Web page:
My Christmas as a young boy In Leonard Stanley and Stonehouse.
by Bob Lusty
The earliest Christmas I can remember was in 1945 when my Dad came home from the war. I was three years old.
In the months leading up to Christmas, he found time to make me a wooden model railway engine and tender. On Christmas Eve I hung my large stocking on the side of the fireplace, I was very excited because I knew Father Christmas would be coming down our chimney, so my Dad said he would have to let the fire out as he would not want him to get burned. I left him a mince pie and some carrots for his reindeers. Then I went to bed.
I woke up early the next morning very excited and, as I slept in the attic at the top of the house and it was still dark, I had no idea of the time and as I could not hear any movement I stayed there in the warm. My Dad was always the first up and usually quite early so I thought it best to wait for a while.
After a short time, I heard my Dad go downstairs and I could hear him raking the fire out so that he could have it going well by the time I got up. No central heating in those days. He always took my Mum a cup of tea up to her in bed. After what seemed a long time I ventured downstairs to my Mum’s room and she was getting dressed and said I should wait for her because of the dark stairs. When we got downstairs the fire was going well and our little cottage room was quite warm.
I could see my stocking was full of items and as I walked towards it I saw the Red Railway Engine and I went straight to it and immediately wanted to play with it, I was so excited that Father Christmas had bought me such a large toy.
After a while Mum said I should look to see what was in my Christmas stocking. It was taken down from the fireplace and placed on the floor for me to take out more presents. I cannot remember everything but I know there was a painting book and a box of paints, an orange, a bag of sweets, bar of chocolate, a game of Snakes And Ladders and some new socks. All very exciting but it was the railway engine I wanted to play with.
Dad was a chef in the Army so he got all our breakfast for us and he did most of the cooking of the lunch. We had no visitors so we had all day to ourselves, me playing and Mum and Dad listening to the Radio. Christmas was very simple in those days – no £400 games like today, but still very enjoyable and appreciated.
Two years later in January 1947.
Dad had built a porch over our door to help keep the cottage a bit warmer, I can remember Dad opening the door and the snow was in the porch higher than me. Dad had to dig us a way out to the street. It was that cold in our little kitchen that a bucket we used for fresh water had frozen over.
It was one of the coldest winters on record, with snowdrifts as high as a double-decker bus. Because there was so much snow on the roads the horse and cart and motor vehicle delivery people were unable to get around for several days, so there was a shortage of food. We did have a small village shop in the street with very limited supplies, also Hadley’s shop on The Marsh about half a mile away.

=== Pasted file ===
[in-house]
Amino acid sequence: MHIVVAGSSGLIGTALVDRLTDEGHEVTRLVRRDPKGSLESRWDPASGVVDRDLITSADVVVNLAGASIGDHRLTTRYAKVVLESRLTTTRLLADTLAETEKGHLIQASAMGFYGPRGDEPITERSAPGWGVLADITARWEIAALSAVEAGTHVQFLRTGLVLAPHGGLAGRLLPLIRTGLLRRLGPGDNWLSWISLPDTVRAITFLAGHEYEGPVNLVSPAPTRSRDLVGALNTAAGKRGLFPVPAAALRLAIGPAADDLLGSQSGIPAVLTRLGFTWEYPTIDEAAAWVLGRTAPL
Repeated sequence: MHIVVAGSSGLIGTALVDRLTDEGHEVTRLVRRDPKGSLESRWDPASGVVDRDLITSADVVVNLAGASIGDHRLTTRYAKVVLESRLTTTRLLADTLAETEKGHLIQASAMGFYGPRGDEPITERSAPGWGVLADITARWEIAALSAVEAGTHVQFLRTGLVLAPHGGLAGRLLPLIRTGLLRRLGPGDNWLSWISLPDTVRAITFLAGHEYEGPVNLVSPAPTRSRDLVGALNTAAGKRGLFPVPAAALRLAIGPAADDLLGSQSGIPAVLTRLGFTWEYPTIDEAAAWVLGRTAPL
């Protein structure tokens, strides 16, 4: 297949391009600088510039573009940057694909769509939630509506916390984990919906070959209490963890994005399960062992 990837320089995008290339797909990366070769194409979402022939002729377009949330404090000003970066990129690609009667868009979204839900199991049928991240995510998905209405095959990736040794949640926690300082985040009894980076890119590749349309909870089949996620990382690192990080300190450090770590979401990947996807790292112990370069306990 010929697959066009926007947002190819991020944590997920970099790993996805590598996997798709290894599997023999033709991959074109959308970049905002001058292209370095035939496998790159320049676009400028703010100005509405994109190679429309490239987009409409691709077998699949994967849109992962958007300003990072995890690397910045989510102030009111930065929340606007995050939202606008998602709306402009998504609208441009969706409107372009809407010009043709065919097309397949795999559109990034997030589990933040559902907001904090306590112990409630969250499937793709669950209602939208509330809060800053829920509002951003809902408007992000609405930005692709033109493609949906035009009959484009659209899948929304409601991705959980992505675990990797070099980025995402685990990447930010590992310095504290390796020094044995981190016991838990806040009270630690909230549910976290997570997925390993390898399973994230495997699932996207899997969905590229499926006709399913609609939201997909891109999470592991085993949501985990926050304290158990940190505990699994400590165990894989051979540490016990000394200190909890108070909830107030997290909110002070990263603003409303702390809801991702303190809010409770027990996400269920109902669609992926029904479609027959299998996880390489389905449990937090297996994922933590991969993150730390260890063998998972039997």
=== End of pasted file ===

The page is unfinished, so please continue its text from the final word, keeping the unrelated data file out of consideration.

In 1950 at the age of eight, myself and a few friends went around the village carol singing having learned them all at Sunday School. This gave us a little extra money to buy presents for our families – by that time I had a three-year-old brother David and a little baby sister Sandra.
Some of my pocket money, and the extra I earned doing odd jobs for people, I took to the village shop and saved it in a Christmas savings scheme run by the lady shop keeper. Then a few days before Christmas I would draw it all out and buy Christmas presents for my family. Wonderful times full of good memories.
About 1952 we were told our cottage and others were going to be demolished and we could have a new council house in Midland Road, Stonehouse. This was very exciting because it would be the first time we would have a bathroom and an inside toilet, a kitchen with running water and electricity, a dining room and a front room/lounge. There were three bedrooms – one for my brother and me, one for my sister and one for Mum & Dad. We thought we were in real luxury compared with our old cottage.
Our first Christmas there was wonderful because we had two rooms to decorate with lots of trimmings, some bought and some we made ourselves – also we could have a bigger Christmas tree. Dad had rented a TV from the local shop so we had entertainment, although limited over the Christmas period.
It was a wonderful time to be young. Presents were quite simple, books, games, new clothes, Dinky toys and I had my first Hornby clockwork train set. Dad helped me put it all together in an oval shape; it was one engine, a coach and a couple of goods wagons. Over the next few years, I added items to it and even built it outside at the bottom of the garden.
Christmas 1956 I can remember my little sister had a doll’s house and I made furniture out of old matchboxes to go in it. Also, I learned to knit and I made a blanket for her doll’s bed!
Those were the days!